3 Ways to Meet Customer Expectations from Banks

Financial constraints like inflation costs and rising interest rates are hitting many consumers hard. This instability, paired with changing customer expectations from banks, means you must focus more on personalizing your customer service engagements and offering more proactive advice. 

Doing so can help bridge a growing customer expectation gap, while helping your bank run more efficiently.

During the pandemic, for example, many consumers became accustomed to having their financial needs addressed online. This made a full-service and easy-to-use website or online banking app critical as an expectation from banking customers.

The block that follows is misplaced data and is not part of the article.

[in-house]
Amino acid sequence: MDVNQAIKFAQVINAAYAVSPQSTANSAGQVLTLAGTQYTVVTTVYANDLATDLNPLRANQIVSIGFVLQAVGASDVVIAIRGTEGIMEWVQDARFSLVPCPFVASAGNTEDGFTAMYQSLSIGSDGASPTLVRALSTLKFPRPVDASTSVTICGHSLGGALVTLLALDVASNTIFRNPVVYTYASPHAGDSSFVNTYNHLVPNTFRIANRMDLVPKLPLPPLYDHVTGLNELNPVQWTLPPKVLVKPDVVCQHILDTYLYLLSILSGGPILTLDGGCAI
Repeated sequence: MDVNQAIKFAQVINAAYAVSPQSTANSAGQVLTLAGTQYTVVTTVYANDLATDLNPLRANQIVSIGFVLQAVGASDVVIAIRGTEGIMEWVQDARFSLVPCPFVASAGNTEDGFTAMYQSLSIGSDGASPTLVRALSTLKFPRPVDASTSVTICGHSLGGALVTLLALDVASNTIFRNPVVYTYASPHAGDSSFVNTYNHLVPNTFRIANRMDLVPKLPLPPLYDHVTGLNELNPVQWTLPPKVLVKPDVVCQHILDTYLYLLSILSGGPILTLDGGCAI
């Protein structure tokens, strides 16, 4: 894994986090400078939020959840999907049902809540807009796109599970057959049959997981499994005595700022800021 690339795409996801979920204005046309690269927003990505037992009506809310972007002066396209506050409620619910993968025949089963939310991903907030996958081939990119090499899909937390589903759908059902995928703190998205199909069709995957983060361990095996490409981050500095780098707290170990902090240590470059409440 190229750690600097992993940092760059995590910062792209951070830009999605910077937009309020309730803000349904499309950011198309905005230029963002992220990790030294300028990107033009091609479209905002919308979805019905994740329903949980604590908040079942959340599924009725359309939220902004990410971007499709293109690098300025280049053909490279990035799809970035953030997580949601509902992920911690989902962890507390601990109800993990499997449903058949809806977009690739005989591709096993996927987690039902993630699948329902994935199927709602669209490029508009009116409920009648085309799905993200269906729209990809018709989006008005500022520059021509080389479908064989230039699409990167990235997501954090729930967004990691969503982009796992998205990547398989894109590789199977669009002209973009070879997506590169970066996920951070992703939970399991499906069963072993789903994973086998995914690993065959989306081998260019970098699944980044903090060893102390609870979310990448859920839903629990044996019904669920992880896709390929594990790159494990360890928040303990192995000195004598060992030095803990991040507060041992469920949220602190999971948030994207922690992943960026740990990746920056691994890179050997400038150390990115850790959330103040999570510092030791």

According to a recent Salesforce survey, only 11% of customers agree that their banking institutions anticipate their financial needs, though. Only 16% agreed that vendors are invested in their financial well-being, and 18% agreed that they actually get the assistance they need from a banking agent.

The disconnect in customer service

Find out what executives in banking think about how their organizations deliver customer service.

With the help of Industry Dive, we recently surveyed 153 senior employees across the banking, insurance, and wealth & asset management industries. This data can help you learn more about how leaders are addressing the gap between customer service and customer expectations from banks. 

Here’s what we learned from this survey, examining ways to meet these shifting customer expectations from banks.

1. Serve up more proactive, hands-on insights